Mathimagics wrote:.

On the subject of transformations, I have a question for blue.

For SudokuP (9x9) we had 2592 transformations, to which E and F expanded this by factor of 4 to 10,368.

My naive solution canonicalisation approach (which generally has to work with much smaller transformation sets, eg PX, PWX, etc) simply applies all transformations and chooses the "smallest" representation. But in that original SudokuP canonicalisation function you gave me, you only test 16, I think, all combinations of your E,D,F,G.

(...)

It seems both suspect, and yet at the same time miraculous!

It was more complicated than you remember.

There was an outer loop over the 8 transformations generated by {D,F}.

Inside that, there were loops over 9 rows that can map to the row 1 position, and 6*6 ways to permute stacks & columns.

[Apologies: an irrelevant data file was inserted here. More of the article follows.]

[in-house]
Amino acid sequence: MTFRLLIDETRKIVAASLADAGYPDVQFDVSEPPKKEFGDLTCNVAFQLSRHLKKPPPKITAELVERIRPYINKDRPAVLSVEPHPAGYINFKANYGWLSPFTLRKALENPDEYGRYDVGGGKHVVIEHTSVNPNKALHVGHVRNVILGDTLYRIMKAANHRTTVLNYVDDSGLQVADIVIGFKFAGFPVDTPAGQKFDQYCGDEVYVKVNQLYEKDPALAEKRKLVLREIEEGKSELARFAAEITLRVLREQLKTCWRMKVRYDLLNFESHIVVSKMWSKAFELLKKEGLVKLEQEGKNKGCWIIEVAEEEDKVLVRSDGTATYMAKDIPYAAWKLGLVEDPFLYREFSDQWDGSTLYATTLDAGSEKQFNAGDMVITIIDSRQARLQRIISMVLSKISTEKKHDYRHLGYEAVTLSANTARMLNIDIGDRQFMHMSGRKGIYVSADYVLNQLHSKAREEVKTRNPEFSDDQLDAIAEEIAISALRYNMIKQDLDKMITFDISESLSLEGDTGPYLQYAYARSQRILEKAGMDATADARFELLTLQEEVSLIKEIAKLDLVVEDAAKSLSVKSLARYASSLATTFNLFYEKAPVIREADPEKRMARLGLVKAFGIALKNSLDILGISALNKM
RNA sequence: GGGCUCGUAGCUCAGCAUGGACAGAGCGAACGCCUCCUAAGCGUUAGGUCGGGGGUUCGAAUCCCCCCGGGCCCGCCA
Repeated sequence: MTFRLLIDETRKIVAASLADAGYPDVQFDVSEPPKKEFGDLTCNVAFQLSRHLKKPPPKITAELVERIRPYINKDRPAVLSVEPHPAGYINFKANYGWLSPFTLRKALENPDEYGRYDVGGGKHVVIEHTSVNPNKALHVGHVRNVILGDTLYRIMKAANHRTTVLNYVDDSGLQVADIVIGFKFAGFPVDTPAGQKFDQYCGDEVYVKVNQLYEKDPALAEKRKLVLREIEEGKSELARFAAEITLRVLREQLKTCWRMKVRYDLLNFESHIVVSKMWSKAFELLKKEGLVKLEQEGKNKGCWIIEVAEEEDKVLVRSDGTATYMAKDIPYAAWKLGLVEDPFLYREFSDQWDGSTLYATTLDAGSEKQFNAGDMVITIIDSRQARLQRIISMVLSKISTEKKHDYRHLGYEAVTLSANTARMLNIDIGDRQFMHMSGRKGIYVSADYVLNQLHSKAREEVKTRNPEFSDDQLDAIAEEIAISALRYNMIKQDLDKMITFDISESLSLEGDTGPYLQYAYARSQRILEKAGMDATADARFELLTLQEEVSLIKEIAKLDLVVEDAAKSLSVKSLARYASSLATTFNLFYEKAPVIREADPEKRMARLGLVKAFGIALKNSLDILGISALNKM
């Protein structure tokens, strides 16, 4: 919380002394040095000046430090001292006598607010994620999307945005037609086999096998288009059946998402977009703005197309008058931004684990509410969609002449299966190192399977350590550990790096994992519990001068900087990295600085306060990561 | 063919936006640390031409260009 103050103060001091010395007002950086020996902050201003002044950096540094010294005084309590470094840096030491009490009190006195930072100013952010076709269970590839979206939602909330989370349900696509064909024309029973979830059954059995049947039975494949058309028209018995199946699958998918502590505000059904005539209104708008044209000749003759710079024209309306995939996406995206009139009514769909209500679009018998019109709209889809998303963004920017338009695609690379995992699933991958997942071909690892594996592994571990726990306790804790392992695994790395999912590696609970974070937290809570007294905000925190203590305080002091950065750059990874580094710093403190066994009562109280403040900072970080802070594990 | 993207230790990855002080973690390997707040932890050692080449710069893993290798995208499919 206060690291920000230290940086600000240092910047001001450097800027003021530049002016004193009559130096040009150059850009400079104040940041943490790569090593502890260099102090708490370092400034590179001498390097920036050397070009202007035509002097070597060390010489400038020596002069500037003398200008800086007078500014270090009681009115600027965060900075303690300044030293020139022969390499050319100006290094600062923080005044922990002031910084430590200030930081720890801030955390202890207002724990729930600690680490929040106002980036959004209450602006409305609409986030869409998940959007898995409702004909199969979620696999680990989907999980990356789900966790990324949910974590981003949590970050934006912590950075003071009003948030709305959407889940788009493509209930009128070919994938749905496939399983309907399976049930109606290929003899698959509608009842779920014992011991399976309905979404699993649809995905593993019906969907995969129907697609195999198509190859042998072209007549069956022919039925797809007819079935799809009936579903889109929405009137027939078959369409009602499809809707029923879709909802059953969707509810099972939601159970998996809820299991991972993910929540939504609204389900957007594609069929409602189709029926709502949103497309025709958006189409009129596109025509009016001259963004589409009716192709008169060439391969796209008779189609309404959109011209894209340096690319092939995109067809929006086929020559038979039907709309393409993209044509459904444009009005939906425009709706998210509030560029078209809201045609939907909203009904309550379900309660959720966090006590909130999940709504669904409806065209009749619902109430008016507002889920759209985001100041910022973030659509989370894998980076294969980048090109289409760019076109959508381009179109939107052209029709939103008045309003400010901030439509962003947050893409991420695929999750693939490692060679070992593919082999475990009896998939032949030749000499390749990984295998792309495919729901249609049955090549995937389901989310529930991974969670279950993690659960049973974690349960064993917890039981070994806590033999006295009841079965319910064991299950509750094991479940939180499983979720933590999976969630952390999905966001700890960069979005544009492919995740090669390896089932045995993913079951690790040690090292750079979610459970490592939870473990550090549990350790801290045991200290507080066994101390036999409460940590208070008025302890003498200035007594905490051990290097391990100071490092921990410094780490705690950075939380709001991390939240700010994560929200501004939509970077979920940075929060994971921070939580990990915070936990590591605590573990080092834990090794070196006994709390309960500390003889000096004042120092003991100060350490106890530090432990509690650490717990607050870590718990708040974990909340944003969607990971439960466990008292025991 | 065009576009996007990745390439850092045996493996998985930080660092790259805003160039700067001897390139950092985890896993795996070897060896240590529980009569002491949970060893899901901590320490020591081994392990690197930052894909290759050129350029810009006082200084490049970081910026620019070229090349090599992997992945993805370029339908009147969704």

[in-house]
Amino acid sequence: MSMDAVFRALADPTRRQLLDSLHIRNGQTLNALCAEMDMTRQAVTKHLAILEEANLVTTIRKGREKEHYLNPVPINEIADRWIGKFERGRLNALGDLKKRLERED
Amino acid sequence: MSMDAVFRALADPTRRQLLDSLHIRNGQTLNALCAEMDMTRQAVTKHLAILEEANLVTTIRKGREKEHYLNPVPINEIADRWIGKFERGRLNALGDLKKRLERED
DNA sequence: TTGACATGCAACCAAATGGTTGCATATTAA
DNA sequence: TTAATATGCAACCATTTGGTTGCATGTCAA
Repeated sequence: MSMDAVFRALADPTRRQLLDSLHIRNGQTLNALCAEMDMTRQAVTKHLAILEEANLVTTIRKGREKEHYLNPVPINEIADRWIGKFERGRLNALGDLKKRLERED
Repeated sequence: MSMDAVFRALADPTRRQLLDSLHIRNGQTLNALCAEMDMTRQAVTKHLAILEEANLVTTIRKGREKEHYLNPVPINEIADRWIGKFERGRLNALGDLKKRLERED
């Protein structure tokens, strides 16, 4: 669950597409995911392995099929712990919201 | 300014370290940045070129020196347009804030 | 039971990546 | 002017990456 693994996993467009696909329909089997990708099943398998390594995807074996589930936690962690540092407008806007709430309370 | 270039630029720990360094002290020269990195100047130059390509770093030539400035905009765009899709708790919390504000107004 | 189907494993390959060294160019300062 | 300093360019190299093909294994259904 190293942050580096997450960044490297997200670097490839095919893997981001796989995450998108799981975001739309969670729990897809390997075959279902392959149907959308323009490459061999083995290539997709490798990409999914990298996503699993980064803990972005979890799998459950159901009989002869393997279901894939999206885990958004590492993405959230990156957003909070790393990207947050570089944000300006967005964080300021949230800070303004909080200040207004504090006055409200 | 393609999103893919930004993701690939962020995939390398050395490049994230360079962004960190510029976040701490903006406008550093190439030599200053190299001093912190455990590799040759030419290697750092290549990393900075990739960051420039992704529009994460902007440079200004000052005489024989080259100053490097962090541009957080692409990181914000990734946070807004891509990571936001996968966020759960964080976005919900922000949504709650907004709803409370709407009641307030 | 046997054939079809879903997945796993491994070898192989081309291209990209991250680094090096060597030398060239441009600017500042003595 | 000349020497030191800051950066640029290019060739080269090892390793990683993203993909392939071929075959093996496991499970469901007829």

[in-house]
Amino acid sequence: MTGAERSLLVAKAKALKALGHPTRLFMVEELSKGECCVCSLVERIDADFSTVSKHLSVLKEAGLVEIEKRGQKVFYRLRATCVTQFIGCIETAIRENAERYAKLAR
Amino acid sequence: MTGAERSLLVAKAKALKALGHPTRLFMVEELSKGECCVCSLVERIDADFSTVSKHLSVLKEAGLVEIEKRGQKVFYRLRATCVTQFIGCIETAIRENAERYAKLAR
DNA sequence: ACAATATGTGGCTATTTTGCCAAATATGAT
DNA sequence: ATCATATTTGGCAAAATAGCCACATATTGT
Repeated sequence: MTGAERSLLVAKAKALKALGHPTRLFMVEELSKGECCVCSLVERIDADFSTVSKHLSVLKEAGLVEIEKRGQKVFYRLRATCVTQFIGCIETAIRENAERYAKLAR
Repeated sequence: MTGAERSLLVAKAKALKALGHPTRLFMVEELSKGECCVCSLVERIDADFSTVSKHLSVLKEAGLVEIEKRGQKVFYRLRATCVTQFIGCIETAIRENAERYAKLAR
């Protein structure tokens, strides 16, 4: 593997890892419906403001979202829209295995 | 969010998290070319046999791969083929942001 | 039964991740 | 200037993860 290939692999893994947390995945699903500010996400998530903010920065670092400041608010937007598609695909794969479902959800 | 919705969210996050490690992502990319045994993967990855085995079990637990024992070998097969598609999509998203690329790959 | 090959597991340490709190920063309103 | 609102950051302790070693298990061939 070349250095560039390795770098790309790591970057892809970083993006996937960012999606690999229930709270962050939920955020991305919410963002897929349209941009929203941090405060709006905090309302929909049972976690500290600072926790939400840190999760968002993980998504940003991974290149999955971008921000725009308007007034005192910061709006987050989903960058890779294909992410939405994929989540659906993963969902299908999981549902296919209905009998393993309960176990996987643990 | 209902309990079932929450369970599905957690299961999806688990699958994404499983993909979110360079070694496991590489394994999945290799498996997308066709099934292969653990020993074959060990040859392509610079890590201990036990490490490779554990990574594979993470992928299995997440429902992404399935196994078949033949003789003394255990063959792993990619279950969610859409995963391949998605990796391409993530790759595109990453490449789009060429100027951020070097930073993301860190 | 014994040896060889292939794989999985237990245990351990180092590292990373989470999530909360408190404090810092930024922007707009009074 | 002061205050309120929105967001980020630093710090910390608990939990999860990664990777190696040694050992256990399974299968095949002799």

A speedup factor of ~4, was in the works ... 4 * (8*9*6*6) = 10368.

I guess it's just me failing to grasp something elementary - after all, I'm sure that with standard Sudoku nobody actually checks all 3.35 million different transformations, or do they?

It's very slow on a long list of grids -- even on a short list.

If the SudokuP code was modified for vanilla Sudoku, the number of inner loop itterations would be 2*9*6^4 = 23328, with a speedup factor of ~144 in the works.

There are other canonical forms (for full grids), where the inner loop needs only 648 itterations -- "Anchor 5" and "box-minlex", for example.

For "Anchor 5", the 648 comes from

- a transpose option (2)
- 6 * 6 ways to permute bands & stacks
- 9 choices for a cell from box 5, to be mapped to r5c5

Alternatively, it comes from

- 9 digit templates to choose from
- 2 * 6 * 6 ways to map the choice to a fixed template

For "box-minlex", the 648 comes from

- a transpose option (2)
- 9 boxes to choose from, to be mapped to the box 1 position
- 6 * 6 ways to permute rows & columns in band 1 & stack 1

Cheers.